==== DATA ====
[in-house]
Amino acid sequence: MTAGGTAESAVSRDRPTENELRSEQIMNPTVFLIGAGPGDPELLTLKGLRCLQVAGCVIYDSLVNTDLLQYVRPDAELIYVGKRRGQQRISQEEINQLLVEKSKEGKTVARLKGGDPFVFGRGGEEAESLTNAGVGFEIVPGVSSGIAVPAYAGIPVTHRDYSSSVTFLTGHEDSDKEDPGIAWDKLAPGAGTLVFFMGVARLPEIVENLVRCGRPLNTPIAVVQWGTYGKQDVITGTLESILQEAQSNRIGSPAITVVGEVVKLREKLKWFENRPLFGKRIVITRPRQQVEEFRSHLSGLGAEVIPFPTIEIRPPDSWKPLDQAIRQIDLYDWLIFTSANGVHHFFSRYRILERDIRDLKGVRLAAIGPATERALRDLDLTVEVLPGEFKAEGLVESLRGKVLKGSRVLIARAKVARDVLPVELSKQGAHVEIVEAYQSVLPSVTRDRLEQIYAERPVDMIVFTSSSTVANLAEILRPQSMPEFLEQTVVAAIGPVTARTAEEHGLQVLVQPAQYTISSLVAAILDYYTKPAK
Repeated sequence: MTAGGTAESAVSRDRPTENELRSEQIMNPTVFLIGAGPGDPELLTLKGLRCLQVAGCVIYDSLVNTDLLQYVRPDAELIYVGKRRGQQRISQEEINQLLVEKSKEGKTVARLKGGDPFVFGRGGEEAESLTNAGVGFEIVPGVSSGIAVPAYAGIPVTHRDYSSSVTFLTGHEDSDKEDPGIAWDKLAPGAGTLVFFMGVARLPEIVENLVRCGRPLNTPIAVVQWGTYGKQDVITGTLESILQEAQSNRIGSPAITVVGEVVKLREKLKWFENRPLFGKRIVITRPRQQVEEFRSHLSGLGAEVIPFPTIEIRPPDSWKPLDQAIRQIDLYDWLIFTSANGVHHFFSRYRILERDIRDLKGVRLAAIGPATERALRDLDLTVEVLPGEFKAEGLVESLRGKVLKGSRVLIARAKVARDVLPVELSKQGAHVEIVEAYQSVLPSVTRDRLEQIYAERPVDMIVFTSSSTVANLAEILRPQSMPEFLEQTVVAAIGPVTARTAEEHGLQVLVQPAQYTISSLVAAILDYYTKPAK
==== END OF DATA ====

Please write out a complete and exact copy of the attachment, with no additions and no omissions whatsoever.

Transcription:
[in-house]
Amino acid sequence: MTAGGTAESAVSRDRPTENELRSEQIMNPTVFLIGAGPGDPELLTLKGLRCLQVAGCVIYDSLVNTDLLQYVRPDAELIYVGKRRGQQRISQEEINQLLVEKSKEGKTVARLKGGDPFVFGRGGEEAESLTNAGVGFEIVPGVSSGIAVPAYAGIPVTHRDYSSSVTFLTGHEDSDKEDPGIAWDKLAPGAGTLVFFMGVARLPEIVENLVRCGRPLNTPIAVVQWGTYGKQDVITGTLESILQEAQSNRIGSPAITVVGEVVKLREKLKWFENRPLFGKRIVITRPRQQVEEFRSHLSGLGAEVIPFPTIEIRPPDSWKPLDQAIRQIDLYDWLIFTSANGVHHFFSRYRILERDIRDLKGVRLAAIGPATERALRDLDLTVEVLPGEFKAEGLVESLRGKVLKGSRVLIARAKVARDVLPVELSKQGAHVEIVEAYQSVLPSVTRDRLEQIYAERPVDMIVFTSSSTVANLAEILRPQSMPEFLEQTVVAAIGPVTARTAEEHGLQVLVQPAQYTISSLVAAILDYYTKPAK
Repeated sequence: MTAGGTAESAVSRDRPTENELRSEQIMNPTVFLIGAGPGDPELLTLKGLRCLQVAGCVIYDSLVNTDLLQYVRPDAELIYVGKRRGQQRISQEEINQLLVEKSKEGKTVARLKGGDPFVFGRGGEEAESLTNAGVGFEIVPGVSSGIAVPAYAGIPVTHRDYSSSVTFLTGHEDSDKEDPGIAWDKLAPGAGTLVFFMGVARLPEIVENLVRCGRPLNTPIAVVQWGTYGKQDVITGTLESILQEAQSNRIGSPAITVVGEVVKLREKLKWFENRPLFGKRIVITRPRQQVEEFRSHLSGLGAEVIPFPTIEIRPPDSWKPLDQAIRQIDLYDWLIFTSANGVHHFFSRYRILERDIRDLKGVRLAAIGPATERALRDLDLTVEVLPGEFKAEGLVESLRGKVLKGSRVLIARAKVARDVLPVELSKQGAHVEIVEAYQSVLPSVTRDRLEQIYAERPVDMIVFTSSSTVANLAEILRPQSMPEFLEQTVVAAIGPVTARTAEEHGLQVLVQPAQYTISSLVAAILDYYTKPAK